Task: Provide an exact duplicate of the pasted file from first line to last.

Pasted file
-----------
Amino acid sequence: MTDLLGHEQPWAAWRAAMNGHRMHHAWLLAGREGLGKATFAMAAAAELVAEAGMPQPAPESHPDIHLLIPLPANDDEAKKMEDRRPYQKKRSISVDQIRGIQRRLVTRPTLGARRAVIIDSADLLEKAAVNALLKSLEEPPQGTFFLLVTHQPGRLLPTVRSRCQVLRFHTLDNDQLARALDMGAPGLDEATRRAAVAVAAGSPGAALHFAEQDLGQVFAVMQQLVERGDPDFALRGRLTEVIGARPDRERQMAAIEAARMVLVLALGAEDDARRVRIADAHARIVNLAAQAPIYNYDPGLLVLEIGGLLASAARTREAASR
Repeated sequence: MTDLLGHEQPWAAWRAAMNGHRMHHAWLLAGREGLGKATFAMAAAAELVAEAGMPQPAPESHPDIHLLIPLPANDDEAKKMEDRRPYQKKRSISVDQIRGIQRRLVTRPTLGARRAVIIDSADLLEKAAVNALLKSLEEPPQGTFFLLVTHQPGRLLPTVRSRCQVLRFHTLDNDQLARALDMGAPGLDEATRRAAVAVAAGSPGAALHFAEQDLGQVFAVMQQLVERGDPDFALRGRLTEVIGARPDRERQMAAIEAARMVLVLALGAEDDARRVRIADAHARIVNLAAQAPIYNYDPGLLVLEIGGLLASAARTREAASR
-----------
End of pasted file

Amino acid sequence: MTDLLGHEQPWAAWRAAMNGHRMHHAWLLAGREGLGKATFAMAAAAELVAEAGMPQPAPESHPDIHLLIPLPANDDEAKKMEDRRPYQKKRSISVDQIRGIQRRLVTRPTLGARRAVIIDSADLLEKAAVNALLKSLEEPPQGTFFLLVTHQPGRLLPTVRSRCQVLRFHTLDNDQLARALDMGAPGLDEATRRAAVAVAAGSPGAALHFAEQDLGQVFAVMQQLVERGDPDFALRGRLTEVIGARPDRERQMAAIEAARMVLVLALGAEDDARRVRIADAHARIVNLAAQAPIYNYDPGLLVLEIGGLLASAARTREAASR
Repeated sequence: MTDLLGHEQPWAAWRAAMNGHRMHHAWLLAGREGLGKATFAMAAAAELVAEAGMPQPAPESHPDIHLLIPLPANDDEAKKMEDRRPYQKKRSISVDQIRGIQRRLVTRPTLGARRAVIIDSADLLEKAAVNALLKSLEEPPQGTFFLLVTHQPGRLLPTVRSRCQVLRFHTLDNDQLARALDMGAPGLDEATRRAAVAVAAGSPGAALHFAEQDLGQVFAVMQQLVERGDPDFALRGRLTEVIGARPDRERQMAAIEAARMVLVLALGAEDDARRVRIADAHARIVNLAAQAPIYNYDPGLLVLEIGGLLASAARTREAASR